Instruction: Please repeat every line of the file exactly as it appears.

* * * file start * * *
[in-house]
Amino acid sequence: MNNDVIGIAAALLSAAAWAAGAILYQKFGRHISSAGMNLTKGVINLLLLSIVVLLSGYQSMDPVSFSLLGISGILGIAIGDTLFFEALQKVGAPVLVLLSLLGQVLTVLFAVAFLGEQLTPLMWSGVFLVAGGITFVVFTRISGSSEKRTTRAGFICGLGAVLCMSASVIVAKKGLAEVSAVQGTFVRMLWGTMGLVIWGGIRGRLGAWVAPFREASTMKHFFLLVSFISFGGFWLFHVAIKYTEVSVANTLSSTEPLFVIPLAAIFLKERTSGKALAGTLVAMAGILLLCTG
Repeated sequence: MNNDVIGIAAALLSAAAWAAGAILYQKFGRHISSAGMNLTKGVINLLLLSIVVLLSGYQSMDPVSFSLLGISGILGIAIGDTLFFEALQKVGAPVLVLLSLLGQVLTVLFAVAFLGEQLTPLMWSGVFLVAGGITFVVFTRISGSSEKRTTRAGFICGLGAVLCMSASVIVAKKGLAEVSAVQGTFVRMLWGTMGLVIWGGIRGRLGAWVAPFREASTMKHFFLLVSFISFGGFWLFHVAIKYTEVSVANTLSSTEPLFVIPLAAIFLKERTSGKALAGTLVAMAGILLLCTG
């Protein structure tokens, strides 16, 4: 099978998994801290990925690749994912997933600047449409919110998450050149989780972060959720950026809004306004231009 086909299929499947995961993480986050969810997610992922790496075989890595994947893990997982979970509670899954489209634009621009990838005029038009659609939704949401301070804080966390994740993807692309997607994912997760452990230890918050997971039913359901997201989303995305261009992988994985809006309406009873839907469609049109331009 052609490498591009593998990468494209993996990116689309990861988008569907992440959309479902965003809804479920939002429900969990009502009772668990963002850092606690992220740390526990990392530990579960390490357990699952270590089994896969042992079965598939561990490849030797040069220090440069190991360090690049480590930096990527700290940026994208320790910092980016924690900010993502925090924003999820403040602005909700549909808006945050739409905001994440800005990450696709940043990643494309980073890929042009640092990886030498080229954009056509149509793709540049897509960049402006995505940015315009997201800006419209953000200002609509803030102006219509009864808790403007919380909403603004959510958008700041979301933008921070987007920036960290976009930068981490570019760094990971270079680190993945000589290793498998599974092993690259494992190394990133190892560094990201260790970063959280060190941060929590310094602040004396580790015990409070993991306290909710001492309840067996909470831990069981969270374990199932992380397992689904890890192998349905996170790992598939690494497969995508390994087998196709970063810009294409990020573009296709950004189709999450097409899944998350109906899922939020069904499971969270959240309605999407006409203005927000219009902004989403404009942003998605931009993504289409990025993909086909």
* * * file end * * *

[in-house]
Amino acid sequence: MNNDVIGIAAALLSAAAWAAGAILYQKFGRHISSAGMNLTKGVINLLLLSIVVLLSGYQSMDPVSFSLLGISGILGIAIGDTLFFEALQKVGAPVLVLLSLLGQVLTVLFAVAFLGEQLTPLMWSGVFLVAGGITFVVFTRISGSSEKRTTRAGFICGLGAVLCMSASVIVAKKGLAEVSAVQGTFVRMLWGTMGLVIWGGIRGRLGAWVAPFREASTMKHFFLLVSFISFGGFWLFHVAIKYTEVSVANTLSSTEPLFVIPLAAIFLKERTSGKALAGTLVAMAGILLLCTG
Repeated sequence: MNNDVIGIAAALLSAAAWAAGAILYQKFGRHISSAGMNLTKGVINLLLLSIVVLLSGYQSMDPVSFSLLGISGILGIAIGDTLFFEALQKVGAPVLVLLSLLGQVLTVLFAVAFLGEQLTPLMWSGVFLVAGGITFVVFTRISGSSEKRTTRAGFICGLGAVLCMSASVIVAKKGLAEVSAVQGTFVRMLWGTMGLVIWGGIRGRLGAWVAPFREASTMKHFFLLVSFISFGGFWLFHVAIKYTEVSVANTLSSTEPLFVIPLAAIFLKERTSGKALAGTLVAMAGILLLCTG
């Protein structure tokens, strides 16, 4: 099978998994801290990925690749994912997933600047449409919110998450050149989780972060959720950026809004306004231009 086909299929499947995961993480986050969810997610992922790496075989890595994947893990997982979970509670899954489209634009621009990838005029038009659609939704949401301070804080966390994740993807692309997607994912997760452990230890918050997971039913359901997201989303995305261009992988994985809006309406009873839907469609049109331009 052609490498591009593998990468494209993996990116689309990861988008569907992440959309479902965003809804479920939002429900969990009502009772668990963002850092606690992220740390526990990392530990579960390490357990699952270590089994896969042992079965598939561990490849030797040069220090440069190991360090690049480590930096990527700290940026994208320790910092980016924690900010993502925090924003999820403040602005909700549909808006945050739409905001994440800005990450696709940043990643494309980073890929042009640092990886030498080229954009056509149509793709540049897509960049402006995505940015315009997201800006419209953000200002609509803030102006219509009864808790403007919380909403603004959510958008700041979301933008921070987007920036960290976009930068981490570019760094990971270079680190993945000589290793498998599974092993690259494992190394990133190892560094990201260790970063959280060190941060929590310094602040004396580790015990409070993991306290909710001492309840067996909470831990069981969270374990199932992380397992689904890890192998349905996170790992598939690494497969995508390994087998196709970063810009294409990020573009296709950004189709999450097409899944998350109906899922939020069904499971969270959240309605999407006409203005927000219009902004989403404009942003998605931009993504289409990025993909086909």